We have finally reached a watershed moment in the world of Android tablets: Amazon with its newKindle Fire and Barnes & Noble with its new Nook Tablet are finally giving the Apple iPad a run for its money.
It’s clear that both Amazon and B&N realize that theway to successfully compete with Apple is to offer a great user interface, easy access to content and a lower price than the iPad. It’s no longer possible for manufacturers to simply offer the basic Android tablet user interface and let the user figure out where to find useful content.
TheKindle Fire and Nook Tablet integrate proprietary user interfaces on top of Android. Both integrate access to rich media content. Both have Texas Instruments dual-core 1GHz processors and 7-inch bright color displays (1,024 by 600). Both decode HD video (up to 1080p and 720p Flash) and render it at 1,024 by 600. Both are aggressively priced-$199 for the Kindle Fire and $249 for the Nook Tablet.
The Verge andGeek each provides a good comparative review of the features of the two tablets. The main difference in the hardware is that the Nook Tablet has an SD slot and 16GB of internal storage versus no slot and 8GB of storage in the Kindle Fire.
I recently tested a Kindle Fire and found it a delight. The Kindle Fire doesn’t come with a user’s manual, but does welcome you with a short on-screen tutorial. You just turn it on and start navigating through the options to access content. If you are a current Amazon customer, the device comes preregistered to you with all of the content you’ve previously purchased waiting for you in your libraries.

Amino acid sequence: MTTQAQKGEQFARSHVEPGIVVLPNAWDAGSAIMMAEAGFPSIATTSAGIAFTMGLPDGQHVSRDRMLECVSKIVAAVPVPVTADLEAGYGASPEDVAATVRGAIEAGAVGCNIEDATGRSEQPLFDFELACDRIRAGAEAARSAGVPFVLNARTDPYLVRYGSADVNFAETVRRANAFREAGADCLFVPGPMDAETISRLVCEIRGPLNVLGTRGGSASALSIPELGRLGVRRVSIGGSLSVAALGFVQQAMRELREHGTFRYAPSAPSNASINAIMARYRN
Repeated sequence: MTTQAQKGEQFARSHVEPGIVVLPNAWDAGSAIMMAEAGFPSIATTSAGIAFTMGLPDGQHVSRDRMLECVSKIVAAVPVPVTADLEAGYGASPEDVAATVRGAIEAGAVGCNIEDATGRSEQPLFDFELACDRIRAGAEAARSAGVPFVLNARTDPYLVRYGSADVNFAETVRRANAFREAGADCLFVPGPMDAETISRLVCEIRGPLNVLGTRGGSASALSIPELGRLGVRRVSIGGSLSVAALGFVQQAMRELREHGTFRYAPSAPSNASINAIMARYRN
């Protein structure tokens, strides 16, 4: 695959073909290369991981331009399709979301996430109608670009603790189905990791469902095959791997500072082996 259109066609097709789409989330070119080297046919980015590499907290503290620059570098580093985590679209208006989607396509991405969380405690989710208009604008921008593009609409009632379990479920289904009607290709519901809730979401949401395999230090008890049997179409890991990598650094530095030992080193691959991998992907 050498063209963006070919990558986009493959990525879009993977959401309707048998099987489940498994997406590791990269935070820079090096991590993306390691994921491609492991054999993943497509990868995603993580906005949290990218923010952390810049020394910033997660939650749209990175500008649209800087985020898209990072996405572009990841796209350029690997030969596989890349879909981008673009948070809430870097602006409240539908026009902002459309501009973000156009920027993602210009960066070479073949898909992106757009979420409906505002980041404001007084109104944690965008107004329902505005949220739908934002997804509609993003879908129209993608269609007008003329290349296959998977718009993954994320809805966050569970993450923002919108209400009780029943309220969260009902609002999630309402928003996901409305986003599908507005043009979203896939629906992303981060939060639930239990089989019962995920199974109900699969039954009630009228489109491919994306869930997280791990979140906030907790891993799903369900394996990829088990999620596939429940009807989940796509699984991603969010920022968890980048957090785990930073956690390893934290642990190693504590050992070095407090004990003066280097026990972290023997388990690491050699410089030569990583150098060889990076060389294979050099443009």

Access to the Amazon Appstore for Android is there, but the device “screams out” to the user to easily swipe through IMDb for movies, Pulse for news, Facebook, the full online Amazon store or any category tabs, giving access to millions of books, music, magazines, apps, games, videos and Web access via Amazon’s cloud-based Silk browser.
Amazon Prime, a value-add service that sells for $79 per year but that every Kindle Fire customer receives as a free 30-day trial, provides free streaming access to movies, music and TV shows. It also provides access to more than 5,000 books, including New York Times best sellers, from the Kindle Owners’ Lending Library-and, of course, free, two-day shipping for “physical” (versus digital) products purchased through the store. You can set up email on the Kindle Fire, but it’s located down a few levels.
Amazon needs to relocate the Power button from the bottom to the side or top, and it needs to add volume buttons on either the left or right side. The default lettering on the virtual keyboard should also be changed from lowercase to uppercase, as that’s the standard on all physical keyboards.
TheNook Tablet has a 1GHz dual-core processor, 1GB of RAM and 16GB of storage. It also has an SD slot and more internal storage. In addition, B&N is offering users free cloud-based storage to upload, store and stream their content. The Nook Tablet comes preloaded with Netflix, Hulu and Pandora, which are also easily downloaded on the Kindle.